When senior year in high school rolls around, you usually have a good idea of what you want to do after school. Having already been through this process myself, I feel that it would be beneficial to share it with other people who may be going through the stress of the same process.

The most important thing about college applications and auditions is that you should do everything as early and soon as possible.

Submit your applications and audition materials the first possible day, the sooner you apply, the more likely there is to be money you can receive as a scholarship. It is the same with auditions. Sign up for the earliest auditions; schools usually hand out money as things happen, so there is more in the beginning than there is at the end. If you audition the last day, there is a 99% chance that there will not be any scholarship money left and you might need to look for loan options to cover the costs. As it is, a large number of students who take financial aid in terms of student loans tend to suffer later trying to pay it back. Although there are financial companies that can let you refinance student loans with a personal loan to help with the repayment, it might still be more beneficial for you to apply early and aim for those scholarships.

As far as preparation for the audition, auditions are in the spring, giving you plenty of time to prepare. Unless a student is auditioning at elite music schools, there is a lot of flexibility about what level a student entering a university should be at. No matter what level, however, students are required to know their major and minor scales the whole range of the instrument, etudes, and a solo piece from the standard solo repertoire. The auditions are usually classical auditions, however, more and more schools offer jazz auditions, or let you play one jazz tune with an Aebersold or tracks during your classical audition. At a jazz auditions, the students are asked to play their scales, blues in concert F, Bb or C, and another piece of their choice. Some schools also ask for rhythm changes.

Each program is unique, and accepts only a limited number of students. Around the time of the auditions, schools post their audition requirements on their websites, and you should strictly adhere to their guidelines.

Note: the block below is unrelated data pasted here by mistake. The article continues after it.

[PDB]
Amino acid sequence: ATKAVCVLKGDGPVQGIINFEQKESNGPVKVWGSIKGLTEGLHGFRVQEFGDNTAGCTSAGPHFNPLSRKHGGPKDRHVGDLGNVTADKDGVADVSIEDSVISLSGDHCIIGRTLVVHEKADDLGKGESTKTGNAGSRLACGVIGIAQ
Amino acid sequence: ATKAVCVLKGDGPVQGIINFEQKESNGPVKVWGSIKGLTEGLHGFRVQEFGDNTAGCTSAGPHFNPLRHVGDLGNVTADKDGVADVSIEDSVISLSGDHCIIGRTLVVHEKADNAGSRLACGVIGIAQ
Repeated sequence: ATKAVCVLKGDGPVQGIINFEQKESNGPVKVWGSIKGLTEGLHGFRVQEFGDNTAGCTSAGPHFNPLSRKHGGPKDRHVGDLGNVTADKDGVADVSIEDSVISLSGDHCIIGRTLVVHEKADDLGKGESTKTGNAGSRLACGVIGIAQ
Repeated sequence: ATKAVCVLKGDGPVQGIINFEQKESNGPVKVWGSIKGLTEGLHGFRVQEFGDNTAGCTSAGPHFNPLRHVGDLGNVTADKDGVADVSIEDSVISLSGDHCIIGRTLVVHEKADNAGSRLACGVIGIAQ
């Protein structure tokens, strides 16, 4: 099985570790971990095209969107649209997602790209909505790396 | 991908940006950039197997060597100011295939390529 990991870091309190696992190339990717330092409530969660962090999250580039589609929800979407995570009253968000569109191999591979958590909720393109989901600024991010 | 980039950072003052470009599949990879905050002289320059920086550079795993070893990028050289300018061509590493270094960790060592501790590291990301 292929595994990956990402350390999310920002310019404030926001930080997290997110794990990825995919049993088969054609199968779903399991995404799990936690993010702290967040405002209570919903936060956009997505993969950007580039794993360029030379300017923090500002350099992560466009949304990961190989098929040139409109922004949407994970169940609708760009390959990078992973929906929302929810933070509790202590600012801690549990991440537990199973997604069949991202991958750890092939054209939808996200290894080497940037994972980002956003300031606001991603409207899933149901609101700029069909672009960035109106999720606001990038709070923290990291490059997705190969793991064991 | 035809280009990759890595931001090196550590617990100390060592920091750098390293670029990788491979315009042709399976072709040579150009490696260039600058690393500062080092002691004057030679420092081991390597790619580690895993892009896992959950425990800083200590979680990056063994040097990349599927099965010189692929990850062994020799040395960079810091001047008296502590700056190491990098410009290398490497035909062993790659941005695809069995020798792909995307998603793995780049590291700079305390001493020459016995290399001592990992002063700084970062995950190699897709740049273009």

Sometimes students worry about how long they have been playing their instrument, but as long as you work hard to prepare for your auditions, the colleges will usually take you into consideration and you should do fine. They look at your potential as much as they consider where you’re at ability-wise at the time of your audition.

There are several things that you should take into consideration when looking for schools to apply to:

1) Major: What do you want to study? Just music? Jazz? Classical? Composition? Look for schools with strong programs in what you wish to do.
2) Location: Do you want to go far from home, or stay close?
3) Cost: What can you afford? Some schools look to have a diversity of students economically and geographically and are willing to hand out scholarships accordingly.

It also helps to do scholarship auditions, maintain a high GPA, and score well on your SATs and ACTs. It doesn’t hurt to take both of the tests. Also, diversify yourself – don’t just do music, participate in a wide variety of activities – this will help you a lot.

Some really good music schools: Eastman School of Music, Boston School of Music, Berklee School of Music, USC.

Each school is unique in which style of music they stress – some it is classical, big band, or small ensemble jazz. You should apply to the school that best fits what you are interested in. If you plan on becoming a music major, whether to teach or perform, you are going to be playing a lot. So, your schedule will be filled with music classes. To prevent going to school for more than four or five years, I recommend taking academic GE (general education) classes during the summer.

If you do not want to be a music major, but want to continue studying music in college, a lot of schools do not require that you audition for the music program, but only the individual groups, whereas music majors are required to do both auditions. Music majors are also required to do recitals either every semester or year. If schools offer lessons, music majors study an hour a week, whereas non-music majors are only required to study half an hour every week.

As a music major in your freshman and sophomore year, most of you classes will be theory, history, etc., and you don’t really start performance classes until your junior year with the exception of concert bands. If you do well at your auditions, however, they will make an exception and admit you into some of the other groups.

I hope that this information has helped you with your college process, or has at least answered a few of your questions.

If you have any further questions, I would be happy to answer them. As far as my college career, I recently graduated from Cal State University Long Beach as a Woodwind Performance major with a minor in Business: Marketing. I’ve also earned my Master’s Degree in Music (emphasis on ethnomusicology) from Queen’s University Belfast. I applied to USC, University of Miami, UCI, Cal State Long Beach, Cal State Fullerton, and Berklee School of Music. For my Master’s, I applied to Indiana, UCLA, UNT and QUB.

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Published by Shannon Kennedy

Shannon Kennedy is a vocalist and saxophonist living in Southern California. She is author of "The Album Checklist" and the founder of Teen Jazz. She has been contributing articles to music magaizines and websites since 2004.

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